CountryBoy’s Struggle, directed by Baba Israel Artistic Director of Contact Manchester is a coming of age story about Michael (Maxwell Golden). Born and raised in rural Cornwall he has a passion to become a hip-hop artist, but the West Country isn’t renowned for its thriving hip-hop scene so he takes a chance and goes to London to see if he can make it.
It’s essentially a story of hope and determination. Golden charts the episodes in Michael’s life well and with great physical energy. Starting with birth, through a childhood of playing in rock pools, early teenage years with the frustration of adolescence and then moving to London tempted by drink and drugs. He struggles in a city in which he feels way out of his depth, but his perseverance pays off and he is rewarded for his willpower leaving the audience with a message that is truly inspiring.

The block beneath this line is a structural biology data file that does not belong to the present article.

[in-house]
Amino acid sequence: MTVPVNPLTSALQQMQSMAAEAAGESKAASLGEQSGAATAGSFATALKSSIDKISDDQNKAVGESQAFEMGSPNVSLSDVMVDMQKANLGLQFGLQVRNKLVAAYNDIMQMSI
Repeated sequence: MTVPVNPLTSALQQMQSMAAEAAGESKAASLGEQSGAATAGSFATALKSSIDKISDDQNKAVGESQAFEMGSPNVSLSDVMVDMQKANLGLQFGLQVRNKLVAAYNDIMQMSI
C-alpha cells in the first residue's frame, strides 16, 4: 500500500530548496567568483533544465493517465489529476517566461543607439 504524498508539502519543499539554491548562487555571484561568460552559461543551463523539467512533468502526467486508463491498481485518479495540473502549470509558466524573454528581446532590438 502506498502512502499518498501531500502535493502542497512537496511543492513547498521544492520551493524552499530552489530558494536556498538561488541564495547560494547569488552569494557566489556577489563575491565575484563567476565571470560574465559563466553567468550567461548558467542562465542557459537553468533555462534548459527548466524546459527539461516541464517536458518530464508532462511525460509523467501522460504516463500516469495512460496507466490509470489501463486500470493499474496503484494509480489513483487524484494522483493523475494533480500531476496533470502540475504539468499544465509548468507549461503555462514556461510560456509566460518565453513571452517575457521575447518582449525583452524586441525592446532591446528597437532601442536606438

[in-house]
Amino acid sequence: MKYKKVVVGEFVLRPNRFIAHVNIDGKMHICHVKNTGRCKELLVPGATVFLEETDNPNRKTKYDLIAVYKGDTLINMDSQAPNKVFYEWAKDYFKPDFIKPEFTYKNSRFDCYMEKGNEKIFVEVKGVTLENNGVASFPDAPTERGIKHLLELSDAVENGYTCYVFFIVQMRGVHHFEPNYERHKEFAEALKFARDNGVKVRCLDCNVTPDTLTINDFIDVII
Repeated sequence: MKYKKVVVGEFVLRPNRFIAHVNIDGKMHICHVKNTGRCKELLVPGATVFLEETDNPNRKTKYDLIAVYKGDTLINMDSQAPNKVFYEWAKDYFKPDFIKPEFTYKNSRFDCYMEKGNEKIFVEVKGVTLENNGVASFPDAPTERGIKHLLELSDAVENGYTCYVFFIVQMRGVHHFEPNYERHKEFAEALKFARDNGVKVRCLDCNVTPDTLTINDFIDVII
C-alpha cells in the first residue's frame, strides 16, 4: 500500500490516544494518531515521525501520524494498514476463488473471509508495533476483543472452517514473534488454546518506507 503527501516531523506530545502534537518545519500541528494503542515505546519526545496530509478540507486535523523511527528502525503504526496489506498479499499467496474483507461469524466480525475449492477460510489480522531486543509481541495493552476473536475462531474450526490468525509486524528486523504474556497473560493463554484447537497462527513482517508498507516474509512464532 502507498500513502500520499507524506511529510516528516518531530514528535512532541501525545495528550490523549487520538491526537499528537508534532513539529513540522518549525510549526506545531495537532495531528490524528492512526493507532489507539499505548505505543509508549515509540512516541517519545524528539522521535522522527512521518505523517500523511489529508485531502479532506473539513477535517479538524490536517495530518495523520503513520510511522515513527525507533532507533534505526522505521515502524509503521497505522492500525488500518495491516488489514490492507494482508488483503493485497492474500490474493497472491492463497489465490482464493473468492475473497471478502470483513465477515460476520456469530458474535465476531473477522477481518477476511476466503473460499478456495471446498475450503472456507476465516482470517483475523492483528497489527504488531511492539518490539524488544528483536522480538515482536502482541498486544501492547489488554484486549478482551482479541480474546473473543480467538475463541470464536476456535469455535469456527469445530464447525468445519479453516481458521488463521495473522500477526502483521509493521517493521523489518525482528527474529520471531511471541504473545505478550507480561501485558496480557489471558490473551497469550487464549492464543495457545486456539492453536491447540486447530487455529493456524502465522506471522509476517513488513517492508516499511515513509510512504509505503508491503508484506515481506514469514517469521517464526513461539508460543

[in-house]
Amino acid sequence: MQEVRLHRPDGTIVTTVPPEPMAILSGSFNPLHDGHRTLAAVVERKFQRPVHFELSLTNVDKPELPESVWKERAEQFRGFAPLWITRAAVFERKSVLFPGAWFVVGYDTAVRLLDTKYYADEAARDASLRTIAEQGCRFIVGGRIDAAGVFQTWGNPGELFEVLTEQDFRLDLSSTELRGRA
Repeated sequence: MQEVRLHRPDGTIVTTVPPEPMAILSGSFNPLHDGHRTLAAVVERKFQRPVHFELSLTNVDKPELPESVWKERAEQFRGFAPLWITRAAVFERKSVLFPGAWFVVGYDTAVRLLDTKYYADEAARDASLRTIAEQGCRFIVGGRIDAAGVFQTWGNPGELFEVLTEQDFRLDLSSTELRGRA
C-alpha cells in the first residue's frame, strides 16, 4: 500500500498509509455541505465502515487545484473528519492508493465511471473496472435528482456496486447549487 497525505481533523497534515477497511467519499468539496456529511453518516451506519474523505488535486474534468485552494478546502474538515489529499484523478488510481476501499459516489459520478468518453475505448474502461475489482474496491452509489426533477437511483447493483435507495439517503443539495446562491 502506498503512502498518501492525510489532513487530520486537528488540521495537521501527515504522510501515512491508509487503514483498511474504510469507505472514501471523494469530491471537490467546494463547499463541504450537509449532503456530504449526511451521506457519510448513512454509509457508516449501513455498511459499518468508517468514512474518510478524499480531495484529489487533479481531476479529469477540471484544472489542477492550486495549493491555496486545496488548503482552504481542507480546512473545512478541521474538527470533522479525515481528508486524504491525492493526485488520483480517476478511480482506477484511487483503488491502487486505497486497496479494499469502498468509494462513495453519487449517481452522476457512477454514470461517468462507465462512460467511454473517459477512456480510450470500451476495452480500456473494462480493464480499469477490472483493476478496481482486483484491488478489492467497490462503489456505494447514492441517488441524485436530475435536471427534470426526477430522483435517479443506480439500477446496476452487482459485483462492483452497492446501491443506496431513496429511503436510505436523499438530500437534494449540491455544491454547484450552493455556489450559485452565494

I didn’t know how the show would agree with me, I am not clued up on hip-hop and I was a little worried at what was going to happen theatrically. I was somewhat taken back by how easy it was to watch. The musical poetry is what kept me interested though at times one cringed a little inside at some of the lyrics even if they were delivered with great skill.
There are some genuinely good moments, as Michael recounts a peculiar character or two from his past, but sometimes I felt the narrative was a little cliché. It’s certainly a very fresh and lively piece and you can tell that the show will do very well wherever it goes from here. Golden is a very talented performer, he’s sharp, funny and creates brilliantly tender and absorbing moments. Overall I enjoyed it but as I left it still had me wondering ‘Can hip-hop merge itself successfully with theatre and have a lasting place on the theatrical scene?
For more information about CountryBoy’s Struggle which is on at the Pleasance Courtyard for the duration of the Edinburgh Fringe please click here